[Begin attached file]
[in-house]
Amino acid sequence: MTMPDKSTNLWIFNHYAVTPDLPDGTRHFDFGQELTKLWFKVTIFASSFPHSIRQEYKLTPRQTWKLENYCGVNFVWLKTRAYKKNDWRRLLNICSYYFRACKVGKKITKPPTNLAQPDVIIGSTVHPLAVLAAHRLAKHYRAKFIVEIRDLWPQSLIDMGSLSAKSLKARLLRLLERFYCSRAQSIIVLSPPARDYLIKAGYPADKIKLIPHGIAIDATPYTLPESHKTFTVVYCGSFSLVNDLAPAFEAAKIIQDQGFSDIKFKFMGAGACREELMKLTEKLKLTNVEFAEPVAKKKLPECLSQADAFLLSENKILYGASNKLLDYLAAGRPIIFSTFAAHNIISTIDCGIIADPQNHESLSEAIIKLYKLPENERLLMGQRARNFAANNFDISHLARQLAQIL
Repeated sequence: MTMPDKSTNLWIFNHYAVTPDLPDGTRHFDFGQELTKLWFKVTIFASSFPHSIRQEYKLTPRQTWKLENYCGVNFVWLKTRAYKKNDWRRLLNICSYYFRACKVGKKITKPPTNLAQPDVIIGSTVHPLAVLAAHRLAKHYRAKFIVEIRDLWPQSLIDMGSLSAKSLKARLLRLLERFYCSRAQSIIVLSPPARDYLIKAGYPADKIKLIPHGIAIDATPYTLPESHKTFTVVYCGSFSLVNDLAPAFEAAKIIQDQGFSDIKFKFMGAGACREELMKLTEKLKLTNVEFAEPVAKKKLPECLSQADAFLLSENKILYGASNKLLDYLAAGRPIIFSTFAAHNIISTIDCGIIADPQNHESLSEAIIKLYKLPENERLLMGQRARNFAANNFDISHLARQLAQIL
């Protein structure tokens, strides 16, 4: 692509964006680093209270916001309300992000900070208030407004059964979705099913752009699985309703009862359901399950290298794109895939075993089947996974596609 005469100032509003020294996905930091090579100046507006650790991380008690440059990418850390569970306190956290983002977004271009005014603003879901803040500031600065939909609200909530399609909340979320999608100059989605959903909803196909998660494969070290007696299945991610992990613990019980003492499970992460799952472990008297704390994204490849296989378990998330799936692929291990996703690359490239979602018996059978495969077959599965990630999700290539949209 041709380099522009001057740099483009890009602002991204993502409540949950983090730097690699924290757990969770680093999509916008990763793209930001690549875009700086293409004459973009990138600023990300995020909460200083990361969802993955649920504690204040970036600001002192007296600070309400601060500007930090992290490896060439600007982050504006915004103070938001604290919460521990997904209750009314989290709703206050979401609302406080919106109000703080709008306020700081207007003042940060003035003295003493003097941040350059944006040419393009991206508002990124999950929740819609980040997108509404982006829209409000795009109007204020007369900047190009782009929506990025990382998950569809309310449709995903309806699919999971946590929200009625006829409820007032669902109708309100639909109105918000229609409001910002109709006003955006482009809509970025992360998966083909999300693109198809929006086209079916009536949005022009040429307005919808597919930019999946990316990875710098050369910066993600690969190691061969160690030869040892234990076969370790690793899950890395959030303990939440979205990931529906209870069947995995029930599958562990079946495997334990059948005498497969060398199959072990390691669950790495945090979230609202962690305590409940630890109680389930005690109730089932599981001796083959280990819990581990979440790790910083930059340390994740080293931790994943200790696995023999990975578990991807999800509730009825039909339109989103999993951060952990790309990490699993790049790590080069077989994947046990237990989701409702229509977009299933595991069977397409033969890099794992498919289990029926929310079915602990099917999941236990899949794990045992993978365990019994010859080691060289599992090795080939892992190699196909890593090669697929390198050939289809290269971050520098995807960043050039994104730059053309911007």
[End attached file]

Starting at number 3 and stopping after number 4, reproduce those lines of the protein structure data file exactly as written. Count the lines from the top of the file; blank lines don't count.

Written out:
Repeated sequence: MTMPDKSTNLWIFNHYAVTPDLPDGTRHFDFGQELTKLWFKVTIFASSFPHSIRQEYKLTPRQTWKLENYCGVNFVWLKTRAYKKNDWRRLLNICSYYFRACKVGKKITKPPTNLAQPDVIIGSTVHPLAVLAAHRLAKHYRAKFIVEIRDLWPQSLIDMGSLSAKSLKARLLRLLERFYCSRAQSIIVLSPPARDYLIKAGYPADKIKLIPHGIAIDATPYTLPESHKTFTVVYCGSFSLVNDLAPAFEAAKIIQDQGFSDIKFKFMGAGACREELMKLTEKLKLTNVEFAEPVAKKKLPECLSQADAFLLSENKILYGASNKLLDYLAAGRPIIFSTFAAHNIISTIDCGIIADPQNHESLSEAIIKLYKLPENERLLMGQRARNFAANNFDISHLARQLAQIL
């Protein structure tokens, strides 16, 4: 692509964006680093209270916001309300992000900070208030407004059964979705099913752009699985309703009862359901399950290298794109895939075993089947996974596609 005469100032509003020294996905930091090579100046507006650790991380008690440059990418850390569970306190956290983002977004271009005014603003879901803040500031600065939909609200909530399609909340979320999608100059989605959903909803196909998660494969070290007696299945991610992990613990019980003492499970992460799952472990008297704390994204490849296989378990998330799936692929291990996703690359490239979602018996059978495969077959599965990630999700290539949209 041709380099522009001057740099483009890009602002991204993502409540949950983090730097690699924290757990969770680093999509916008990763793209930001690549875009700086293409004459973009990138600023990300995020909460200083990361969802993955649920504690204040970036600001002192007296600070309400601060500007930090992290490896060439600007982050504006915004103070938001604290919460521990997904209750009314989290709703206050979401609302406080919106109000703080709008306020700081207007003042940060003035003295003493003097941040350059944006040419393009991206508002990124999950929740819609980040997108509404982006829209409000795009109007204020007369900047190009782009929506990025990382998950569809309310449709995903309806699919999971946590929200009625006829409820007032669902109708309100639909109105918000229609409001910002109709006003955006482009809509970025992360998966083909999300693109198809929006086209079916009536949005022009040429307005919808597919930019999946990316990875710098050369910066993600690969190691061969160690030869040892234990076969370790690793899950890395959030303990939440979205990931529906209870069947995995029930599958562990079946495997334990059948005498497969060398199959072990390691669950790495945090979230609202962690305590409940630890109680389930005690109730089932599981001796083959280990819990581990979440790790910083930059340390994740080293931790994943200790696995023999990975578990991807999800509730009825039909339109989103999993951060952990790309990490699993790049790590080069077989994947046990237990989701409702229509977009299933595991069977397409033969890099794992498919289990029926929310079915602990099917999941236990899949794990045992993978365990019994010859080691060289599992090795080939892992190699196909890593090669697929390198050939289809290269971050520098995807960043050039994104730059053309911007």